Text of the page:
Photo courtesy of Better Than Stock.

It’s a common myth that many of us entrepreneurs buy into, especially at the beginning. As an entrepreneur, you can’t take time off. You must always be working, or things will completely fall apart.

I call it a myth, because it’s not true. And do it for a few years, and you’ll realize that it’s also not healthy. As an entrepreneur and a creator, you need time to replenish yourself and nurture the important relationships in your life.

So yes, dear Betty, you can take time off, it just requires a bit more planning and organization than if you had a nine to five. We promise, once you’re laying on a beach somewhere, fruity drink in hand, you’ll agree, it’s totally worth it.

 

Schedule

Put your vacation on your calendar, and as you schedule new clients and projects throughout the year, make sure that those days remain sacred and untouchable. If you’re worried about achieving certain numbers (you know, so you can pay your bills), book an extra project or two when you can in the months before.

By scheduling your vacation, and your projects, you don’t have to constantly torment yourself with the thoughts of the work you need to get done while you should be enjoying yourself.

 

Delegate

Solopreneurs, you can check out for a minute. Right now we’re addressing those of you that have a business partner or two who can lend a hand in your absence.

If you know certain things absolutely need to be handled while you’re gone, don’t be afraid to delegate to your leading ladies (or men). Whether it’s following up with a client, checking on a deposit, or answering an important phone call, chances are they’re happy to lend a hand.

After all, when they decide to take a much needed vacation, you’ll be there to do the same.

 

Prepare Your Clients

In the weeks before your vacation, let the clients who you work with on a regular basis know that you’ll be away. Use your upcoming vacay as an opportunity to wrap up projects. “I’ll be going away on July 8, and would love to tie up all the loose ends on our project before I leave!”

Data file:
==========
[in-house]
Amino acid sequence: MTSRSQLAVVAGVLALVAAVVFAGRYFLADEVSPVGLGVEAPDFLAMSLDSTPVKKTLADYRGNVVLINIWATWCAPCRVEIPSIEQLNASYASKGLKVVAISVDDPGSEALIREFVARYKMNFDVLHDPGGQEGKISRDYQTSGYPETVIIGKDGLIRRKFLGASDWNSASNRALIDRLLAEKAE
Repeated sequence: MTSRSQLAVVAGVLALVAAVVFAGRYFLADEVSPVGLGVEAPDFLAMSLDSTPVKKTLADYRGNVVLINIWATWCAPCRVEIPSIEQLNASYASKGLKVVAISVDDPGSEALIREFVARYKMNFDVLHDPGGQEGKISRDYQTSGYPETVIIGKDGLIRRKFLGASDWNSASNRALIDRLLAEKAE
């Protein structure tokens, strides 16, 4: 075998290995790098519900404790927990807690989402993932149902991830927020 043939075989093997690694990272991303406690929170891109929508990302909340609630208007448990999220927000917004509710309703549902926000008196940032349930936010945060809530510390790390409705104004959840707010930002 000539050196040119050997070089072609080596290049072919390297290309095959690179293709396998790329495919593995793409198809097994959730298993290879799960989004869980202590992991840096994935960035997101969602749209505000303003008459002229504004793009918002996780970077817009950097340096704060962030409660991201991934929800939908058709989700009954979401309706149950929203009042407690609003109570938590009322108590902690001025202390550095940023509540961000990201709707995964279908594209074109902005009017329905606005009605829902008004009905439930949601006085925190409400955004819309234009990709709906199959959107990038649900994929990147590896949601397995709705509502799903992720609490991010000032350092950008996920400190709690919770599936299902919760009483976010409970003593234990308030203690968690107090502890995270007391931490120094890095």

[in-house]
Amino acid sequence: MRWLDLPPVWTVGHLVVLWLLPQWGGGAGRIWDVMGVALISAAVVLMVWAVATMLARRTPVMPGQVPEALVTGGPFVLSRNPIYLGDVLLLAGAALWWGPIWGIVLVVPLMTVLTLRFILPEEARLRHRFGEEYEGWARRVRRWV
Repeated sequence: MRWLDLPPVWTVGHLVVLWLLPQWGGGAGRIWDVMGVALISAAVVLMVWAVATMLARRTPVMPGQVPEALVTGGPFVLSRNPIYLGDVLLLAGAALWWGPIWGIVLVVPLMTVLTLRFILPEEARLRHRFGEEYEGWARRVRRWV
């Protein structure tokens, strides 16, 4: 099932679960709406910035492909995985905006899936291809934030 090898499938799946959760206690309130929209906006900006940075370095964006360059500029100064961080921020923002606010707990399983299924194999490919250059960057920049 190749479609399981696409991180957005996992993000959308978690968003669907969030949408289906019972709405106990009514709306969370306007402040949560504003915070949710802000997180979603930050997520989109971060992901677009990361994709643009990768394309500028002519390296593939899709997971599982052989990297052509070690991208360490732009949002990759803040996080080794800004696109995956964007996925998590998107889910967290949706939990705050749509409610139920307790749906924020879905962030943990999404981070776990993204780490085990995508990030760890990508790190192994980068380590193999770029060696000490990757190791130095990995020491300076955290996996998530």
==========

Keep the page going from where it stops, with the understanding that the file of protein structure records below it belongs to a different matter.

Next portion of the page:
Set an autoresponder away message up on your email. (Unless you plan on checking it while you’re away, but we’d like to assume that you’re going to completely unplug.) It should include the dates you’ll be away as well as when they should expect to hear back from you. Feel free to make it as sassy or serious as you need.

 

Plan a Working Vacation

If you absolutely can’t unplug completely, consider taking a working vacation, especially if you have a location independent career. There are two essential pieces to this plan. Wi-Fi and excellent boundaries.

So let us explain this term, boundaries. This means that before you leave, you are clear about how long you’ll spend working and when. Decide whether you’ll be answering emails or phone calls (if you’ve ventured abroad, phone calls could be an expensive ordeal).

Without setting these boundaries ahead of time, you can easily find your work eating up more and more of your time, and fun happening less and less.

If you know yourself well enough to know that you can’t manage this balance well, keep the laptop and the smartphone at home.

 


 

What is your best advice on how to include a vacation into your busy schedule?

 


 

It’s officially summer, which in our books is the best time to work on your business. I mean, what else are you going to do while your clients are on vacation. If working on your business includes rebranding, or building a new website, send us a note. We want to hear from you!